My All-Time Kansas City Chiefs Team: The Guards


Feb 4, 2012; Indianapolis, IN, USA; Will Shields talks during the NFL Alumni Player Networking Event at the Hyatt Regency. Mandatory Credit: Andrew Weber-USA TODAY Sports

As I push towards the end of building my All-Time Kansas Chiefs team’s offense, I continue with the interior lineman, the guards.  Today’s list includes two should be Hall of Famers and two should be Ring of Honor inductees.  Here we go Addicts!

Starter – Will Shields

No brainer here.  Few things in sports angered me  more than Will Shields not being elected to the Hall of Fame in his first chance.  (The other was Derrick Thomas’s wait, but that I will save for another time.)  Shields was the 1992 recipient of the Outland Trophy (NCAA’s most outstanding interior lineman award) while playing for the University of Nebraska Cornhuskers.  Shields lasted until the 3rd round of the following draft, where the Chiefs grabbed him up.  He started the second game of that year and never missed a start after.  Shield started 231 straight games, a Chiefs record and 5th all-time in the NFL.  During that time, Shields raked up 12 Pro Bowl births, from 1995 to 2006, which ties two other players for most all time (Champ Bailey & Randall McDaniel).  Shields also was a 8x All-Pro, including a 2x First Team All-Pro. To continue with his accolades, Shields was named to the NFL’s All-Decade Team for the 2000’s.  This past season Shields was added to the Ring of Honor as well.  But to add to all of his on-field success, Shields was also named to the 2003 Walter Payton Man of the Year due to his contributions off the field.  Shields thrived in both Martyball during the 90’s and Air Vermeil during the 2000’s.  He blocked for Joe Montana and Trent Green, opened holes for Priest Holmes and Larry Johnson and held blocks for Andre Rison and Tony Gonzalez.  For 14 years one thing was certain: you could pencil in Will Shields at right guard, that’s for sure.  Now get him into the Hall, voters, because an angry Arrowhead mob isn’t something you want to deal with.

Starter – Ed Budde

Ed Budde helped create the most dominate left side of the line in the Sixties with Jim Tyrer, while helping the Chiefs advance to their two Super Bowl appearances.  Budde helped control the frontline of the Purple People Eaters, slowing down the feared Minnesota Vikings defense and propelling the Chiefs to their Super Bowl IV victory.  Budde hopefully will get some Hall of Fame consideration from the Senior Committee that has voted in two Chiefs from this team in the past few years. (Curley Culp in 2013, Emmitt Thomas in 2008)  Budde was a dominate guard, earning 7 Pro Bowl invites and was also a 2x All-Pro.  During the span of 1963 to 1971, Budde did not miss a start, an amazing feat that is only shadowed by Shields’ record.  Budde was voted to the All-Time All-AFL Team for his play before the AFL/NFL merger.  The Chiefs gave Budde their highest honor, the Ring of Honor, in 1984.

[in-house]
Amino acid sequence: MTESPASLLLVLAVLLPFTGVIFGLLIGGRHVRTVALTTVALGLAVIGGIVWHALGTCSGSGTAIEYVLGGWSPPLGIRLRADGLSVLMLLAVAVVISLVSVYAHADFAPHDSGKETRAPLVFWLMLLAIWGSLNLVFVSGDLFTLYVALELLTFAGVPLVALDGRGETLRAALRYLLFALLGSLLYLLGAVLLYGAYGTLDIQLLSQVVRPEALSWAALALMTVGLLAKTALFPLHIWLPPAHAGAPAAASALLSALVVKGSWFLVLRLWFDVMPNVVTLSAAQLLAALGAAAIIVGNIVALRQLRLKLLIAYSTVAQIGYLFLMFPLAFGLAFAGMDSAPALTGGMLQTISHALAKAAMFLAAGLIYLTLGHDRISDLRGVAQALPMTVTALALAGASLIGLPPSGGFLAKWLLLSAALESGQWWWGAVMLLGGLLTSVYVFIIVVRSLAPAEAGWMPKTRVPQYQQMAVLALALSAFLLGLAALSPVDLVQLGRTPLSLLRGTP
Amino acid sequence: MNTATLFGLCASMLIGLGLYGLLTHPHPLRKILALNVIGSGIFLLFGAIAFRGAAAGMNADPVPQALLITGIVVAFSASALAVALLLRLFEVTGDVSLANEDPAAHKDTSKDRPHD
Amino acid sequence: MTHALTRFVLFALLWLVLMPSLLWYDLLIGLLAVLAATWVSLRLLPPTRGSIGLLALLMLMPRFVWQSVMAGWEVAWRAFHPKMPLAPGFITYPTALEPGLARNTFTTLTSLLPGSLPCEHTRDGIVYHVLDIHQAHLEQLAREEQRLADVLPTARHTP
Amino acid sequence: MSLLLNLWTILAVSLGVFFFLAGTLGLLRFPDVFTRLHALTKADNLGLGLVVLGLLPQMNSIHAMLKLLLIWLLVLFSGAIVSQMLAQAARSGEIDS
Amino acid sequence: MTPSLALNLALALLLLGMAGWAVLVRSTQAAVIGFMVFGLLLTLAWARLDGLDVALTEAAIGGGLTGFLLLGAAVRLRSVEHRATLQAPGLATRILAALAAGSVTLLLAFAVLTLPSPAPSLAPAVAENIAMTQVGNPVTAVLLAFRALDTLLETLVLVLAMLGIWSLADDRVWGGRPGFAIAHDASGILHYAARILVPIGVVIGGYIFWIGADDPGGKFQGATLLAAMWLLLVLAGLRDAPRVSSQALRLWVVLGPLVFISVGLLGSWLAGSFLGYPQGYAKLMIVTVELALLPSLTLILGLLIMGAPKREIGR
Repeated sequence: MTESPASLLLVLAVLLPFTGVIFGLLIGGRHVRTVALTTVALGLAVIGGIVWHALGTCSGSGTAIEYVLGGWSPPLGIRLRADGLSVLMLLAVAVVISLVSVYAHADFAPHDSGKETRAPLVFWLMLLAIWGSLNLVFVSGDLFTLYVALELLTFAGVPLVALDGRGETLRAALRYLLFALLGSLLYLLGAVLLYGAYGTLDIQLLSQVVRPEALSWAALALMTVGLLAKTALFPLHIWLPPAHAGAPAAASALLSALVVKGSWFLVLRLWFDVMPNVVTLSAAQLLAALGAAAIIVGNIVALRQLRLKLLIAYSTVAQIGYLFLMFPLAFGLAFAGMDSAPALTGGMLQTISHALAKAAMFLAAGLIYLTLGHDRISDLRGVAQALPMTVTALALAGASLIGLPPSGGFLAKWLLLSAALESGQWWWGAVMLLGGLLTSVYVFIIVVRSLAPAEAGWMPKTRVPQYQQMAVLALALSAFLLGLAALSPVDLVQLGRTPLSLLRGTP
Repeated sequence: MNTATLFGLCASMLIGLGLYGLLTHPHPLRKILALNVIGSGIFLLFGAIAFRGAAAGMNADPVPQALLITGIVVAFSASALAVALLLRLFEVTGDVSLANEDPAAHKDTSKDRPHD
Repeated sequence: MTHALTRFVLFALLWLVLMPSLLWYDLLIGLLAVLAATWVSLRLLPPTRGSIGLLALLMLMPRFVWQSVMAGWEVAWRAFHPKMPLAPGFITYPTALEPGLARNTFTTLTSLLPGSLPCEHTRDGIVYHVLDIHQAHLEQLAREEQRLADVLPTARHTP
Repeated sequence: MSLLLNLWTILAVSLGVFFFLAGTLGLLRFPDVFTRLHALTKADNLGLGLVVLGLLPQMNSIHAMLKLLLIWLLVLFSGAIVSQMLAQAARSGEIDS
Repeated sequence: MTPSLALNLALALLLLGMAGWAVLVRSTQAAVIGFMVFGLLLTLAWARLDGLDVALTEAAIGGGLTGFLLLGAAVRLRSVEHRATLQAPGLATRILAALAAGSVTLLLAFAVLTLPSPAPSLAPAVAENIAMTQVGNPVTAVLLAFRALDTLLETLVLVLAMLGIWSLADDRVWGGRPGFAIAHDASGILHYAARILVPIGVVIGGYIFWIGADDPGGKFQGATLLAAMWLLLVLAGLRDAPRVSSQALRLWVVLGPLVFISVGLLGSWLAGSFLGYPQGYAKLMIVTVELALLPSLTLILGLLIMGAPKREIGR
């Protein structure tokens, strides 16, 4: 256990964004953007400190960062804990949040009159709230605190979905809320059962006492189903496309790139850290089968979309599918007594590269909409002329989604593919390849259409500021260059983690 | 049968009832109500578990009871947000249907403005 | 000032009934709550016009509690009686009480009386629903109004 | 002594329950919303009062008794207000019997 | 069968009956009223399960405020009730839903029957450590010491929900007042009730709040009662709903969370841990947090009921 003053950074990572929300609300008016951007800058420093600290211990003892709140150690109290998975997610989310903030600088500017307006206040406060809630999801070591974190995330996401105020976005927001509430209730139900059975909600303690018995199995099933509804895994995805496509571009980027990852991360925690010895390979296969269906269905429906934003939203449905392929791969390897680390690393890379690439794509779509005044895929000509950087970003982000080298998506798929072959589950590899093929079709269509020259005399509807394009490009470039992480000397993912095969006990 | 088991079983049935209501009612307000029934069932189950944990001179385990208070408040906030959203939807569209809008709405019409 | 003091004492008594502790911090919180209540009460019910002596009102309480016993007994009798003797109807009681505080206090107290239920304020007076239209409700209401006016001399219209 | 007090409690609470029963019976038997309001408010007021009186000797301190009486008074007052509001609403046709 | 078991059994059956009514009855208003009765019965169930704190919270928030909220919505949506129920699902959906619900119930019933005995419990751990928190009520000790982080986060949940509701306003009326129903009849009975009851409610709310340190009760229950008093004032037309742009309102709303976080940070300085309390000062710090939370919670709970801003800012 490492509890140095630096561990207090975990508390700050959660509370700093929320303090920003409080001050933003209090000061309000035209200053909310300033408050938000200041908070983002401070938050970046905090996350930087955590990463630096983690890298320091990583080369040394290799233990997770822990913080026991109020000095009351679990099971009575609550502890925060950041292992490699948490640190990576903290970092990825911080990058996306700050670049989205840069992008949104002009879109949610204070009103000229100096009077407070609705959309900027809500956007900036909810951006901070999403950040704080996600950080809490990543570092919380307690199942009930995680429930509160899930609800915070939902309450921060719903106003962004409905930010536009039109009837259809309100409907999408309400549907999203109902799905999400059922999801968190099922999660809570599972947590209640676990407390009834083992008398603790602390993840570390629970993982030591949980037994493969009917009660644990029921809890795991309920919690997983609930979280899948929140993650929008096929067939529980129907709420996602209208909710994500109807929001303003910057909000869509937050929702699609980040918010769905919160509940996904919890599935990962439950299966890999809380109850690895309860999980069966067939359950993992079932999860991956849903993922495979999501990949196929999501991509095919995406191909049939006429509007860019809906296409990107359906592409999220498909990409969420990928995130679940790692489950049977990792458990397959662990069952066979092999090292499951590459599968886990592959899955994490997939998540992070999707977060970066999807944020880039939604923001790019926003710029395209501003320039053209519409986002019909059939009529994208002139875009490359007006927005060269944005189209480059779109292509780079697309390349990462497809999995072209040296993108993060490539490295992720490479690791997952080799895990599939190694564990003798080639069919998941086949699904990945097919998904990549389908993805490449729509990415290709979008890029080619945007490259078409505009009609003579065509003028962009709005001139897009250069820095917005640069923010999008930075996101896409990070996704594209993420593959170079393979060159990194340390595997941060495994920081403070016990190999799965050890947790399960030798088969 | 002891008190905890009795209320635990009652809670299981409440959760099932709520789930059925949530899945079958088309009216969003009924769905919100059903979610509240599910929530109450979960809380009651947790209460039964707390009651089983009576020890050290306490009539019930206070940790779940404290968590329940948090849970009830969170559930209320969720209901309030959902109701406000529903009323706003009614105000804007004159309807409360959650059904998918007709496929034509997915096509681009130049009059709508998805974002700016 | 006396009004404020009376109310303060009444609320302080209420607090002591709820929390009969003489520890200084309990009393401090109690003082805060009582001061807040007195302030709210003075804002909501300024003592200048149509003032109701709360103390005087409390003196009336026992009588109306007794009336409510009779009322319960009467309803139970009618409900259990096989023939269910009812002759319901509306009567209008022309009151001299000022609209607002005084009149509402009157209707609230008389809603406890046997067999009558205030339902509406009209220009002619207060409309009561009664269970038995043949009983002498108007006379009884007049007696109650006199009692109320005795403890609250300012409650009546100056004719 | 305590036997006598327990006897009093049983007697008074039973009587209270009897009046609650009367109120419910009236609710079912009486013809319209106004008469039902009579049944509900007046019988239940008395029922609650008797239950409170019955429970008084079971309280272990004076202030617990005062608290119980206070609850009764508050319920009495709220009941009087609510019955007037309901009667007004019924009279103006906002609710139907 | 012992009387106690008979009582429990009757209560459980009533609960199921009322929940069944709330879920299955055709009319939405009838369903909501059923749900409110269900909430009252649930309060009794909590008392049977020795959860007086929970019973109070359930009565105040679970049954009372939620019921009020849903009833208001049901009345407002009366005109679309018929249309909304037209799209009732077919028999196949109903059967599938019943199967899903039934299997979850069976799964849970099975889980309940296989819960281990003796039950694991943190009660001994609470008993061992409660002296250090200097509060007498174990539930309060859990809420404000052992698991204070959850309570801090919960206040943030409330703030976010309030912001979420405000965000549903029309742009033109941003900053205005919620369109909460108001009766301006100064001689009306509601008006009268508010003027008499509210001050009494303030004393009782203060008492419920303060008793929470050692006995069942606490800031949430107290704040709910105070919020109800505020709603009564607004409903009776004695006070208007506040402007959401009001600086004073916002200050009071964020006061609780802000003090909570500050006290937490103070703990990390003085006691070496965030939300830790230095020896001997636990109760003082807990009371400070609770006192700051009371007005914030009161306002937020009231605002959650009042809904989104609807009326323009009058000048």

Reserve – Brian Waters

Brian Waters entered the NFL differently than most standout guards did.  While at North Texas, Waters played tight end his first three years, then his senior year Waters was moved to defensive end, and was also the backup tight end.  The Cowboys then signed Waters as an undrafted free agent in 1999, before cutting him during their training camp.  The Chiefs then signed Waters, decided to move him to the offensive line, and one of the building blocks was put into place for the next decade.  During Waters tenure in KC, 2000 to 2010, the bruising guard made 5 Pro Bowls and was named to the All-Pro First Team 2 times.  In an October 2004 game against the Atlanta Falcons, Waters was selected as AFC Offensive Player of the Week, the first AFC lineman to do so and first NFL lineman since 1992.  Waters added another Chiefs player to be named Walter Payton Man of the Year, earning the respect in 2009.  The Chiefs then decided to cut Waters in 2011, moving towards a younger line.  Waters should eventually get his name in the Ring of Honor.

Reserve – Dave Szott

My final spot lands Dave Szott on the list.  Szott spent 11 years as a Kansas City Chief and helped man the guard spot opposite Shields during Martyball.  In 1997, Szott was named to the All-Pro First Team, but surprisingly was not invited to the Pro Bowl.  Szott then moved on to Washington and then the Jets where he was replaced by the previous entry, Waters.  Not a bad run at guards the past twenty years.

Well there we go Addicts, did I hold my block?  Or did I get bullrushed and give up a sack?  Let the debate begin!